Friday, June 12, 2020

HTML Links

The acronym HTML stands for hypertext, or text that is linked to other information. HTML enables us to link to other Web pages, as well as graphics, multimedia, e-mail addresses, newsgroups, and downloadable files. Anything you can access through your browser can be linked to from within an HTML document. 

Web pages can contain links that take you directly to other pages and even specific parts of a given page. These links are known as hyperlinks. A hyperlink is text, an image, or any other object in an HTML document that can be clicked in order to gain access to another web document. Normally, links are distinguished as being external or internal to the current page. 

Linking Documents - The <a> Element 

A link is specified using the <a> element. This element is called anchor tag as well. Anything between the opening <a> tag and the closing </a> tag becomes part of the link and a user can click that part to reach to the linked document.  Following is the simple syntax to use this tag.

External Linking 

The <a> tag itself doesn’t serve much purpose without its attributes. The most common attribute is href, which is short for hypertext reference: it tells the browser where to find the information to which you are linking. The text included in between the opening and closing a tag is what the person viewing your Web page can click. In most cases, this text is highlighted as a different color from the surrounding text and is underlined, as shown in Figure.

Anchor Attributes

Following are most frequently used attributes for <a> tag.

  • href: specifies the URL of the target of a hyperlink. Its value is any valid document URL, absolute or relative, including a fragment identifier or a JavaScript code fragment.
  • target: specify where to display the contents of a selected hyperlink. If set to "_blank" then a new window will be opened to display the loaded page, if set to "_self" then loads the new page in current window. By default its "_self", if set to "_name" then open the link in the window of that name.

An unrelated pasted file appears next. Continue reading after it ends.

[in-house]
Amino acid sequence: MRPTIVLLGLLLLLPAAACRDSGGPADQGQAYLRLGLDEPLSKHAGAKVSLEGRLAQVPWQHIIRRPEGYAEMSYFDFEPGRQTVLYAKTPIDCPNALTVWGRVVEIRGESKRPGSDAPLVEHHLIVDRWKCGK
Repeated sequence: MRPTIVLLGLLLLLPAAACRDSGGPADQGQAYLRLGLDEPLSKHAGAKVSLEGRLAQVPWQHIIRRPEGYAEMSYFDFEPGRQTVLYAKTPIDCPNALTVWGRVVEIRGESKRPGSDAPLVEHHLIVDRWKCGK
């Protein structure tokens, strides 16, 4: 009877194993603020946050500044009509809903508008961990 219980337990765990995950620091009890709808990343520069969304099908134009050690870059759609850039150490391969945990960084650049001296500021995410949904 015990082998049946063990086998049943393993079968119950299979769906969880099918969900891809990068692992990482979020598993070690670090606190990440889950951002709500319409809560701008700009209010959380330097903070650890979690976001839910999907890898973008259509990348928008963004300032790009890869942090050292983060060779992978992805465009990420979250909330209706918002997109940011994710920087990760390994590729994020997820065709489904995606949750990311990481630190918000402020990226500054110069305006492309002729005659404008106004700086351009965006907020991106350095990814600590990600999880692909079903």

• id: attributes places a label within a document. When that label is used in a link to that document, it is the equivalent of telling the browser to goto that label.
  • event: attributes like onClick, onMouseOver etc. are used to trigger any Javascript or VBscript code.
  • title: attribute lets you specify a title for the document to which you are linking. The value of the attribute is any string, enclosed in quotation marks. The browser might use it when displaying the link, perhaps flashing the title when the mouse passes over the link. 

Base Path for Links: It is not required to give a complete URL for every link. You can get rid of it if you will use <base> tag in your header. This tag is used to give a base path for all the links. So your browser will concatenate given relative path to this base path and will make a complete URL.

For example we have used following base tag in all the pages at 

  <base href="" />

So now if you will use <a href="/html/index.htm" then it will be considered as

<a href="">

In deciding what to use as the value of your href attribute, consider what type of link you want to use. Two basic types of links exist. 

  • Absolute
  • Relative